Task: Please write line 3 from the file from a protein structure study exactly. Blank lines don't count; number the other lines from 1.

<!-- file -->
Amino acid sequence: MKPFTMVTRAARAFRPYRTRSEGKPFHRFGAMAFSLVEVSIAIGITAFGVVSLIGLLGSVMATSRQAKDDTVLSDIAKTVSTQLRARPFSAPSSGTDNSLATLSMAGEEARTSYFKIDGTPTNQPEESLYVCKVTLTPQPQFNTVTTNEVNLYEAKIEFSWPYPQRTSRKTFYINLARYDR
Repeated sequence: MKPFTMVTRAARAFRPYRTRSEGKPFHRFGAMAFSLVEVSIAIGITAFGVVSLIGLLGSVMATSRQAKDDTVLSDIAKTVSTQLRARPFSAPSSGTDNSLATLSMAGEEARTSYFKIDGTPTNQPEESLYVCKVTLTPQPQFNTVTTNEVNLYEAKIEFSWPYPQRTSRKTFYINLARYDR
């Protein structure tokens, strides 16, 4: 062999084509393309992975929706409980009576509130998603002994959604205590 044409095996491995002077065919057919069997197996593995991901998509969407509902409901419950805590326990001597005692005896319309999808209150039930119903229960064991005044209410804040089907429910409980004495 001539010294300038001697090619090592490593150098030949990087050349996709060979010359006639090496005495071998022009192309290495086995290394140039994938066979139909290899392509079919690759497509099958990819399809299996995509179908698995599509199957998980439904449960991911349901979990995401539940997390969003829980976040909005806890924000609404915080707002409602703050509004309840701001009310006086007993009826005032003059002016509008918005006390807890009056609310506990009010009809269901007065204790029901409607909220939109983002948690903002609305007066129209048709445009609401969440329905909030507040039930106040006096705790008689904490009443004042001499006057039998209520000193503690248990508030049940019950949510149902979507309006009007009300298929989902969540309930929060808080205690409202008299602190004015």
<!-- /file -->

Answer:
């Protein structure tokens, strides 16, 4: 062999084509393309992975929706409980009576509130998603002994959604205590 044409095996491995002077065919057919069997197996593995991901998509969407509902409901419950805590326990001597005692005896319309999808209150039930119903229960064991005044209410804040089907429910409980004495 001539010294300038001697090619090592490593150098030949990087050349996709060979010359006639090496005495071998022009192309290495086995290394140039994938066979139909290899392509079919690759497509099958990819399809299996995509179908698995599509199957998980439904449960991911349901979990995401539940997390969003829980976040909005806890924000609404915080707002409602703050509004309840701001009310006086007993009826005032003059002016509008918005006390807890009056609310506990009010009809269901007065204790029901409607909220939109983002948690903002609305007066129209048709445009609401969440329905909030507040039930106040006096705790008689904490009443004042001499006057039998209520000193503690248990508030049940019950949510149902979507309006009007009300298929989902969540309930929060808080205690409202008299602190004015």